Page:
During April 1776 he recommissioned the frigate Mermaid 28 at Plymouth, arriving at Portsmouth from that port on 5 September, and then sailing for North America with a dozen transports on 14 September. In June 1777 he was cruising off Seal Island near Cape Sable on the southern tip of Nova Scotia, and when news was received of a rebel presence in the St. John’s River, he led the naval detachment sent to dislodge it, although in effect his mere arrival had the enemy scurrying for the woods around the harbour from where they would later be driven off by the army. Continuing on that station, he joined Commodore Sir George Collier in thwarting the attempt of American forces at Machias to invade Nova Scotia by destroying their accumulated stores and inflicting a great deal of damage on the local shipping. He also captured the rebel privateer Active 12 on 18 November along with several other prizes.
On 8 July 1778, the Mermaid was chased into the Delaware River by the Comte d’Estaing’s newly arrived Toulon fleet. Hawker ensured that all of the frigate’s cannons and small arms were thrown overboard before he drove her ashore on Assateague Island and surrendered to the Americans. Initially incarcerated at Philadelphia in reportedly disagreeable circumstances, he was released on parole when it was acknowledged that he had always treated his American prisoners with ‘humanity and tenderness’, and he returned to England.
In July 1779 he recommissioned the Iris 32, which as the-American frigate Hancock had been captured two years previously, and after going out to North America in November he cruised off Nova Scotia. On 6 June 1780 his command fought the French frigate Hermione 36, Captain Louis-René-Madeleine-Levassor de Latouche Tréville, off New York in a bloody encounter which left both ships disabled and caused casualties of seven men killed and nine wounded on the British side, as opposed to ten killed and thirty-seven wounded on the French side. The question of which captain terminated the engagement remained unresolved despite much correspondence, and with Latouche Tréville insisting that his was the best vessel on the coast and that the Iris had run away. The dispute was still emotive enough to incur Vice-Admiral Lord Nelson’s wrath some twenty-four years later when Latouche-Tréville commanded the Toulon fleet, and Nelson the Mediterranean fleet.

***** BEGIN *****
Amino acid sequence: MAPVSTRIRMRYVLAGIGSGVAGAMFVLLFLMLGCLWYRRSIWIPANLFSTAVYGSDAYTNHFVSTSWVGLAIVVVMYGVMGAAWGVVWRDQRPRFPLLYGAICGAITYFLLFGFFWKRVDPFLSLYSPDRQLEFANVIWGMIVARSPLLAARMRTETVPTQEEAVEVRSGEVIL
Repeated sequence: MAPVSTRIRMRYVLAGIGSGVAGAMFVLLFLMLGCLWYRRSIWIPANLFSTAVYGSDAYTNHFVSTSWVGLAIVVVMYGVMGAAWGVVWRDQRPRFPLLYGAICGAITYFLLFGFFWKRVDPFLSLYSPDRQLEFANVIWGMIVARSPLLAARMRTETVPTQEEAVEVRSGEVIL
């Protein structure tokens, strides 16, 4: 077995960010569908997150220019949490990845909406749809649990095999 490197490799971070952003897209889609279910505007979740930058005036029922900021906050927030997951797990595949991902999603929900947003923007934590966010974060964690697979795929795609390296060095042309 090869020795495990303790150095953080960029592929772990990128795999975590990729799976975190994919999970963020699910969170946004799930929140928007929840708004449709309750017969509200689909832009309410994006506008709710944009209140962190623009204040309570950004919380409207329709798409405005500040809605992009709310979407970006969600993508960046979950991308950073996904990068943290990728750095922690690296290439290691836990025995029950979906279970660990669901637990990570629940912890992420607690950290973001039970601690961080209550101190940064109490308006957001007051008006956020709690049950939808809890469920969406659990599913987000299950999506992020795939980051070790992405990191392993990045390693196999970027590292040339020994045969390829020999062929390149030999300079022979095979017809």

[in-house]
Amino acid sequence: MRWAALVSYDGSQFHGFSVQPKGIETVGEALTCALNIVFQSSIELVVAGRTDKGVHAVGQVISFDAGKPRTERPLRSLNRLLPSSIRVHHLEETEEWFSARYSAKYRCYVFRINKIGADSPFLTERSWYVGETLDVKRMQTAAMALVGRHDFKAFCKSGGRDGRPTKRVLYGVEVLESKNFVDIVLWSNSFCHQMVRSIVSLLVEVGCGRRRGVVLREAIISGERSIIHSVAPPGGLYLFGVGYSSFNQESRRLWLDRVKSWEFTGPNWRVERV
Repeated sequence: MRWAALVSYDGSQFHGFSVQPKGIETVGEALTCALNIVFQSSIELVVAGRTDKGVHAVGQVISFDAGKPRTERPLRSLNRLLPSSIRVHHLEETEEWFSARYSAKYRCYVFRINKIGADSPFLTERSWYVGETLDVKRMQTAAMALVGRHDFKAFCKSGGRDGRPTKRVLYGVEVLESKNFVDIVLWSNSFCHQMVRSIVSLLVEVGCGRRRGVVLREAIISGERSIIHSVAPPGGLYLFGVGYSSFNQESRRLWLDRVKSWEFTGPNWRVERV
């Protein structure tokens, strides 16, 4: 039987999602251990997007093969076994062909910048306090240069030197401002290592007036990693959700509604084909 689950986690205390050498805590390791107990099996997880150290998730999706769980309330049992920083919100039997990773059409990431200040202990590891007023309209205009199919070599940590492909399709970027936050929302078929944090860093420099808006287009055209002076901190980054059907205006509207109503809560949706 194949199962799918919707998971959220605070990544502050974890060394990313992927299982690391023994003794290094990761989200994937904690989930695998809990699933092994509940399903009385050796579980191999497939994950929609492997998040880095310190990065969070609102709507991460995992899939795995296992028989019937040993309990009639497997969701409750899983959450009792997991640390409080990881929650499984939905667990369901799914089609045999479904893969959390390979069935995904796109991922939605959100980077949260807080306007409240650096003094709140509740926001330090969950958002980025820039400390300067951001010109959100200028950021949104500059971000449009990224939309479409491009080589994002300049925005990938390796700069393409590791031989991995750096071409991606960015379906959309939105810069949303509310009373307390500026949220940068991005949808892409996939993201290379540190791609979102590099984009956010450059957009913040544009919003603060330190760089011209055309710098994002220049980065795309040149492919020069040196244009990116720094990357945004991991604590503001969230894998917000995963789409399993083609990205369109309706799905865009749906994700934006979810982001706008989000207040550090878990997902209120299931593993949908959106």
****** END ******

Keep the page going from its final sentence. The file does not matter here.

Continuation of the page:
Having exchanged with Captain George Dawson of the Renown 50 on 1 August 1780, Hawker sailed from New York on 5 September with a convoy of approximately one hundred and fifty vessels for European ports, and after arriving off Cork on 10 October his command proceeded to England.
On 10 November 1780 he was appointed to the Hero 74, taking her around to Portsmouth from Plymouth in February 1781 to join Commodore George Johnstone’s Cape-bound expedition, and in which he was present at the Battle of Porto Praya in the Cape Verde Islands on 16 April. During this engagement the Hero received special attention from the French, and in the subsequent, unsuccessful, pursuit of the enemy squadron, Hawker flew a commodore’s broad pennant. However, by now he was in poor health, and after leaving the Hero he returned from St. Helena aboard the Jason 32, Captain James Pigot.
Hawker saw no further employment and retired to Plymouth; in which town he owned several properties. During the trial of Captain Evelyn Sutton in December 1783, he gave evidence favourable to that officer with regard to his conduct at the Battle of Porto Praya.
Captain Hawker died on 23 March 1786. A monument to his memory was erected in Charles Church, Plymouth.
He married Dorothea O’Brien, the sister of his early patron, Rear-Admiral Lucius O’Brien, with whom he had three sons and five daughters. Three of his daughters married future admirals, these being Vice-Admiral Charles Boyles, Vice-Admiral Edward Oliver Osborn, and Rear-Admiral Sir Michael Seymour. Another daughter married Sir William Knighton, who became the private secretary and keeper of the Privy Purse in the service of King George IV. Two of his sons joined the army and one, Edward, became an admiral in the navy.
In his early days, Hawker was a protégé of Admiral Sir George Pocock, the M.P for Plymouth, who arranged his promotion to the rank of commander. He was well-regarded and respected in North America during the dispute over customs papers in 1767, being considered ‘genial’. Other commentators described him as amiable, polite, and humane.